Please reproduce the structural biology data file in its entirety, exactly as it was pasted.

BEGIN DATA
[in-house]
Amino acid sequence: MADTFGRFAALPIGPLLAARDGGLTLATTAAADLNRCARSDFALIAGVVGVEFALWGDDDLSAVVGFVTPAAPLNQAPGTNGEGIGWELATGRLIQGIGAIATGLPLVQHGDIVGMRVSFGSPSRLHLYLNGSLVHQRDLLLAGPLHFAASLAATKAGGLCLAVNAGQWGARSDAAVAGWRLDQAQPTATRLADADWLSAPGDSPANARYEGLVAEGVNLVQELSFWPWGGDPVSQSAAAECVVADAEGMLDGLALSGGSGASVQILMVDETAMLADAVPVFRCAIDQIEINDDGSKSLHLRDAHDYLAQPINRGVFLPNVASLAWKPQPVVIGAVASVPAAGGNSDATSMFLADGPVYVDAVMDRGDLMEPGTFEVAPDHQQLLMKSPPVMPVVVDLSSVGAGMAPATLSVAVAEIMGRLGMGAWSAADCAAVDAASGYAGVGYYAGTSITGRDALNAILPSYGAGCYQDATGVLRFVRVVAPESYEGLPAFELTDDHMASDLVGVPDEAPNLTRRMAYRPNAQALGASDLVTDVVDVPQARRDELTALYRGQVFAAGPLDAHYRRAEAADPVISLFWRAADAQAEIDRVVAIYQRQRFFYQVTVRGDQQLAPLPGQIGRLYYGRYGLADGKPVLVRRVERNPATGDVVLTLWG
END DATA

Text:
[in-house]
Amino acid sequence: MADTFGRFAALPIGPLLAARDGGLTLATTAAADLNRCARSDFALIAGVVGVEFALWGDDDLSAVVGFVTPAAPLNQAPGTNGEGIGWELATGRLIQGIGAIATGLPLVQHGDIVGMRVSFGSPSRLHLYLNGSLVHQRDLLLAGPLHFAASLAATKAGGLCLAVNAGQWGARSDAAVAGWRLDQAQPTATRLADADWLSAPGDSPANARYEGLVAEGVNLVQELSFWPWGGDPVSQSAAAECVVADAEGMLDGLALSGGSGASVQILMVDETAMLADAVPVFRCAIDQIEINDDGSKSLHLRDAHDYLAQPINRGVFLPNVASLAWKPQPVVIGAVASVPAAGGNSDATSMFLADGPVYVDAVMDRGDLMEPGTFEVAPDHQQLLMKSPPVMPVVVDLSSVGAGMAPATLSVAVAEIMGRLGMGAWSAADCAAVDAASGYAGVGYYAGTSITGRDALNAILPSYGAGCYQDATGVLRFVRVVAPESYEGLPAFELTDDHMASDLVGVPDEAPNLTRRMAYRPNAQALGASDLVTDVVDVPQARRDELTALYRGQVFAAGPLDAHYRRAEAADPVISLFWRAADAQAEIDRVVAIYQRQRFFYQVTVRGDQQLAPLPGQIGRLYYGRYGLADGKPVLVRRVERNPATGDVVLTLWG